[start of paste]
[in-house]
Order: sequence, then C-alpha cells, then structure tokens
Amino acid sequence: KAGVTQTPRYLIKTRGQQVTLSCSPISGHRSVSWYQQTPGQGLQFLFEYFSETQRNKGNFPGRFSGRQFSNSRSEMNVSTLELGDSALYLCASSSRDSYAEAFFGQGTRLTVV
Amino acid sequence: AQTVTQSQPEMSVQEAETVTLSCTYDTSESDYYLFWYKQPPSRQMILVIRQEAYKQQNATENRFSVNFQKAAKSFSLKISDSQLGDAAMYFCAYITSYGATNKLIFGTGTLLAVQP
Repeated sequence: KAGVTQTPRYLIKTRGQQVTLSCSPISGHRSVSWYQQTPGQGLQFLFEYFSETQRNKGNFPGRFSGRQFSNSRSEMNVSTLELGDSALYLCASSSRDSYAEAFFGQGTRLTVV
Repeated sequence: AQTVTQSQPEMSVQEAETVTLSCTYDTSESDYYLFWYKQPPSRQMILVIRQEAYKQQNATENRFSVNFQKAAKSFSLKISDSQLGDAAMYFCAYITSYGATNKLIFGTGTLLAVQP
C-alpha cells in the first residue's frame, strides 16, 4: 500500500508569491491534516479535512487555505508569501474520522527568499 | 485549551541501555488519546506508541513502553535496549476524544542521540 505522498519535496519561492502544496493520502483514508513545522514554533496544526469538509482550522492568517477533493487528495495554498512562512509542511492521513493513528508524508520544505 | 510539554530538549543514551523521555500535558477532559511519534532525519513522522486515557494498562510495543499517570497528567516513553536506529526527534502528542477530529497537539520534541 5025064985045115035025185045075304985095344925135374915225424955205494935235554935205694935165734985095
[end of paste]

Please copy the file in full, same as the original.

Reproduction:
[in-house]
Order: sequence, then C-alpha cells, then structure tokens
Amino acid sequence: KAGVTQTPRYLIKTRGQQVTLSCSPISGHRSVSWYQQTPGQGLQFLFEYFSETQRNKGNFPGRFSGRQFSNSRSEMNVSTLELGDSALYLCASSSRDSYAEAFFGQGTRLTVV
Amino acid sequence: AQTVTQSQPEMSVQEAETVTLSCTYDTSESDYYLFWYKQPPSRQMILVIRQEAYKQQNATENRFSVNFQKAAKSFSLKISDSQLGDAAMYFCAYITSYGATNKLIFGTGTLLAVQP
Repeated sequence: KAGVTQTPRYLIKTRGQQVTLSCSPISGHRSVSWYQQTPGQGLQFLFEYFSETQRNKGNFPGRFSGRQFSNSRSEMNVSTLELGDSALYLCASSSRDSYAEAFFGQGTRLTVV
Repeated sequence: AQTVTQSQPEMSVQEAETVTLSCTYDTSESDYYLFWYKQPPSRQMILVIRQEAYKQQNATENRFSVNFQKAAKSFSLKISDSQLGDAAMYFCAYITSYGATNKLIFGTGTLLAVQP
C-alpha cells in the first residue's frame, strides 16, 4: 500500500508569491491534516479535512487555505508569501474520522527568499 | 485549551541501555488519546506508541513502553535496549476524544542521540 505522498519535496519561492502544496493520502483514508513545522514554533496544526469538509482550522492568517477533493487528495495554498512562512509542511492521513493513528508524508520544505 | 510539554530538549543514551523521555500535558477532559511519534532525519513522522486515557494498562510495543499517570497528567516513553536506529526527534502528542477530529497537539520534541 5025064985045115035025185045075304985095344925135374915225424955205494935235554935205694935165734985095